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March 18, 2007

Desertification threatens agriculture, livelihoods in Benin

Seven years of working in some of the poorest parts of Benin put Euloge Vidégla in the front lines of the battle against desertification. An agricultural economist, he managed the Local Development Support Project (Projet d'appui au développement local, PADEL), mostly in the northern Atacora region, from 1997 to 2004. PADEL tried to improve life for communities in an area where poverty and harmful practices conspire to degrade the land. Despite the benefits of projects such as PADEL, he believes more needs to be done in Benin to address desertification.

Vidégla said the main objective of the project was to reduce the extreme poverty, specifically by supporting decentralisation, installing some infrastructure, contributing to strengthening the local population's capacity and combating desertification while improving the people's surroundings. "We worked in communities where you clearly saw the horrors of desertification. The wind could not be blocked at all because there were practically no trees. The violent winds swept away just about everything in their path, especially the roofs of houses, " he said.

The soil was also completely degraded, dry and difficult to cultivate. Vidégla said, "We led some initiatives to combat land degradation by building stone embankments in a half moon or semi circle shape, which help to fight soil erosion. This technique allows one to prevent run off water from carrying away arable land."

"Before, they had wild animals very close to their homes and could hunt them easily. But today there are none. One has to go very far to find them. There were also lots of trees near their homes previously. Today, they themselves see that the trees have disappeared. They easily take note of the seriousness of the situation when it is shown to them in this before and after way."

Asked which farming or traditional practices he saw as being dangerous for the environment in the regions he worked, Vidégla mentioned uncontrolled bush fires. "Given that there isn't much greenery in these regions, the bush fires degrade the land. This is one of the most dangerous practices which must be outlawed if we want to preserve the land and the environment," he said. "It's often hunters who start the fires, to drive game out. Peasant farmers also start fires thinking that this will clean the soil, when it only serves to degrade it further. This is a problem of traditions which must be fought. When we put bush fire brigades in place, the trend was greatly reduced."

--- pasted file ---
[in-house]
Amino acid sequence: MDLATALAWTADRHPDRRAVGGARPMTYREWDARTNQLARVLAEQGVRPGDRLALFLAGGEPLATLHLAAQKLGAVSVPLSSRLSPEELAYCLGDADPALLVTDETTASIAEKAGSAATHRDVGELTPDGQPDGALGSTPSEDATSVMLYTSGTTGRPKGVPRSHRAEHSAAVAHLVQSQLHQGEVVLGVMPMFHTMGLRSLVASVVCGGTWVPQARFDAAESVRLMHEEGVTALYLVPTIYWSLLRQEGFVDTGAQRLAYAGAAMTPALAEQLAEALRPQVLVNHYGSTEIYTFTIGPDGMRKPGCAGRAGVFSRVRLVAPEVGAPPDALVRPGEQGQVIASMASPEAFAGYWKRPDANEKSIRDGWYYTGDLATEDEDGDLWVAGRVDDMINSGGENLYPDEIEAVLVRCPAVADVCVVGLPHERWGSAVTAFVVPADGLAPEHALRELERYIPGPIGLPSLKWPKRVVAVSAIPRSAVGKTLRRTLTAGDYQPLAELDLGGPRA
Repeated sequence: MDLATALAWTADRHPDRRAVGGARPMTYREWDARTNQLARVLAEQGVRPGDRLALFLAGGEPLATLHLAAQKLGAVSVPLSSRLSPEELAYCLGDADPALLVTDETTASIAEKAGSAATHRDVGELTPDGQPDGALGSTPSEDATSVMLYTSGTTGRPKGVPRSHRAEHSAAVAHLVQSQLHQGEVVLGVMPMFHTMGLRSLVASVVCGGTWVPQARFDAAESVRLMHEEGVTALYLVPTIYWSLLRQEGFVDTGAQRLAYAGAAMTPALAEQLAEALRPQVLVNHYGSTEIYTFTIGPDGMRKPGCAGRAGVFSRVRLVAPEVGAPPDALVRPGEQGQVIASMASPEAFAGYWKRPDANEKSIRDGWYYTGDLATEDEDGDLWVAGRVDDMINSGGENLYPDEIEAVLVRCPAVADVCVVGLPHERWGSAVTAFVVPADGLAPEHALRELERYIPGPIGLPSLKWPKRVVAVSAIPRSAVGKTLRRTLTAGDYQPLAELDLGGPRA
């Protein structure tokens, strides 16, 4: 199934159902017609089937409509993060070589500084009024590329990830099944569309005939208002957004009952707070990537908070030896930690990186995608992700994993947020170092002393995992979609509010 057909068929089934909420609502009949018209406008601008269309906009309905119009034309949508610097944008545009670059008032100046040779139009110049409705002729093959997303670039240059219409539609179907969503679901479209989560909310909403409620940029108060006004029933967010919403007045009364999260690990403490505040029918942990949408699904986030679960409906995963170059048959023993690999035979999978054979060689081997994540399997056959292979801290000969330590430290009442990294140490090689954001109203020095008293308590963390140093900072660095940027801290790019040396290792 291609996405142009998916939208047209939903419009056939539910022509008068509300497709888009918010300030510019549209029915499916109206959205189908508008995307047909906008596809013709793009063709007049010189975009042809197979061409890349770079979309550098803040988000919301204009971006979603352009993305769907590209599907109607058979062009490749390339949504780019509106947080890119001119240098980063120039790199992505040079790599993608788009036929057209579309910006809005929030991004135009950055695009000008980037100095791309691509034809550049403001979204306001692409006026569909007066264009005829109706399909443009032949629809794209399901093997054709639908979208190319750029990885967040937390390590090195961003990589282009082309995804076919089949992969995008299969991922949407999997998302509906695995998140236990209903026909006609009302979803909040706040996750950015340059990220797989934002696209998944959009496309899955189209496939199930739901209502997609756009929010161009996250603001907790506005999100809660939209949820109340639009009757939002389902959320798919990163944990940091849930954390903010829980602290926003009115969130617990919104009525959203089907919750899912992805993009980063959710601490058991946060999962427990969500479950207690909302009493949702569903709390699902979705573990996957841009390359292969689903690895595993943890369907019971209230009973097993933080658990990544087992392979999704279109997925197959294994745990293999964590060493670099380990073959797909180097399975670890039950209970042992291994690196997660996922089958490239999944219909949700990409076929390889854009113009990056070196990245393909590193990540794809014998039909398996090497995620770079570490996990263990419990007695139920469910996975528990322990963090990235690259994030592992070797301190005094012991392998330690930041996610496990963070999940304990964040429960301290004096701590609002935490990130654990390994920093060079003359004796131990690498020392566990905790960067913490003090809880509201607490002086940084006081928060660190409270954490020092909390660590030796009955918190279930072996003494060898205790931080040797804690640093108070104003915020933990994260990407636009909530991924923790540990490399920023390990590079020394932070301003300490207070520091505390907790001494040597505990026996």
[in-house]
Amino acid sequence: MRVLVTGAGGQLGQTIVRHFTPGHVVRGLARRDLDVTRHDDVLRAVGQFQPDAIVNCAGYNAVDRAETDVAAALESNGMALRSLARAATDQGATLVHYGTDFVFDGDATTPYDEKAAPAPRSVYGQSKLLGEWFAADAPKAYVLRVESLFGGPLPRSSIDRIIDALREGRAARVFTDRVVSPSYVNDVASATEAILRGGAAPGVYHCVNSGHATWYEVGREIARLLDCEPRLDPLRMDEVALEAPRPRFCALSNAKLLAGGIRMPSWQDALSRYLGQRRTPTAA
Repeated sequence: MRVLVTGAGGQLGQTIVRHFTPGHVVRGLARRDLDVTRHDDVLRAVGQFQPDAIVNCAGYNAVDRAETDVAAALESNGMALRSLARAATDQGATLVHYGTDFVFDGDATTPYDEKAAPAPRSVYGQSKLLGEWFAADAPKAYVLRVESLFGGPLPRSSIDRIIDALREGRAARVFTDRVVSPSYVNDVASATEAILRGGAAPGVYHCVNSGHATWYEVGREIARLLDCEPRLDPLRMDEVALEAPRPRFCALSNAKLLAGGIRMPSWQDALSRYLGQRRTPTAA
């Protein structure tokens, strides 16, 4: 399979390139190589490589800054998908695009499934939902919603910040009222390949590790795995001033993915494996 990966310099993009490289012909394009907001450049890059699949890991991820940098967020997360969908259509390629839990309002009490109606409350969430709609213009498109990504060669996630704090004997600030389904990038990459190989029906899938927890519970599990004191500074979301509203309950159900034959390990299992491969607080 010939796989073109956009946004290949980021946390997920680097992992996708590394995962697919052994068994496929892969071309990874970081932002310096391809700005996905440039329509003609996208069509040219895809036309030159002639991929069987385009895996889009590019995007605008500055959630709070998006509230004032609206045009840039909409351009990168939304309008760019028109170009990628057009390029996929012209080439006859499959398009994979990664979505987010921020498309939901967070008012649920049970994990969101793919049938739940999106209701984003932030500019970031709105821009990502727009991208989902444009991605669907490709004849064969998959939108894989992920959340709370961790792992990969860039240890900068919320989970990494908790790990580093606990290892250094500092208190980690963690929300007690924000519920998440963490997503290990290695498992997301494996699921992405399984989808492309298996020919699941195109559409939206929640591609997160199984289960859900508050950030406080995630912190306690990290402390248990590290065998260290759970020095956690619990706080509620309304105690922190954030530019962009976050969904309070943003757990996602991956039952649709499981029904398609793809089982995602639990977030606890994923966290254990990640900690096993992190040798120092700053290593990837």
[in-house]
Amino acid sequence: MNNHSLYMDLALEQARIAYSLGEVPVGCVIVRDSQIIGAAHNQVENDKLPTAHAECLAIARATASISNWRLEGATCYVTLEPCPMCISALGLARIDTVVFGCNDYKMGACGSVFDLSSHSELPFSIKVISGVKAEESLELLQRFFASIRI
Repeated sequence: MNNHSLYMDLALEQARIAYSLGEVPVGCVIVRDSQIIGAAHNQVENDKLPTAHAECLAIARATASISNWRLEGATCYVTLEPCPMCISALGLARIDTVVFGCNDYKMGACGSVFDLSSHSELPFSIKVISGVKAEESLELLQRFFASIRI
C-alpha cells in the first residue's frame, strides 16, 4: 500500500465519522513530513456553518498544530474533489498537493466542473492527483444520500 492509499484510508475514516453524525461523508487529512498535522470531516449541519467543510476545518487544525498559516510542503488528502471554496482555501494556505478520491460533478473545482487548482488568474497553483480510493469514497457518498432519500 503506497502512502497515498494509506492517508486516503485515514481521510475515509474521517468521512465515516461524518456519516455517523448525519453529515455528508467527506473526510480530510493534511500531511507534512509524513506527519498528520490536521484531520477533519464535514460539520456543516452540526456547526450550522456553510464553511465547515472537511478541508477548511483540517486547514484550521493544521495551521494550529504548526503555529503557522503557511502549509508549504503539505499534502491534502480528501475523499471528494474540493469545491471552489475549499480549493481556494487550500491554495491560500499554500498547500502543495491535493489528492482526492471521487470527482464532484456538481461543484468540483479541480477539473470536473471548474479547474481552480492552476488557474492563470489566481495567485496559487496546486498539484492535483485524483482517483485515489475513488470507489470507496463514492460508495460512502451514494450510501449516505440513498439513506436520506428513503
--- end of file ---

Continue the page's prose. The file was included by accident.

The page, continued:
"In Atacora, people continue to chop wood for cooking, although there are no longer many trees in the region. There are people who are openly selling wood despite the intense fight for conservation being led by water and forestry officials. People cannot even use paraffin stoves because the fuel is too expensive," he said. Vidégla believes the fight against the excessive cutting of wood must be intensified "This is fundamental. If the state can also introduce cheap gas in these regions to reduce the use of firewood, it would save the environment."

Agriculture still be practiced there in these endangered northern regions, but not in an extensive way as in the south of Benin. Vidégla says it can now only be done intensively in certain areas with soil fertility enhancement techniques such as the use of cow dung and compost.

Asked if he believed Benin was doing what it should to combat desertification effectively, Vidégla replied, "No, it is not doing enough. When you see countries like Mali, Burkina Faso, Niger - with all that they are doing, but not coping yet - you understand that we still have a lot to do. We are at a slight natural advantage to these (further north) countries, but we are not exploiting this advantage yet. Everyone has yet to wake up to the danger that is already at our door.


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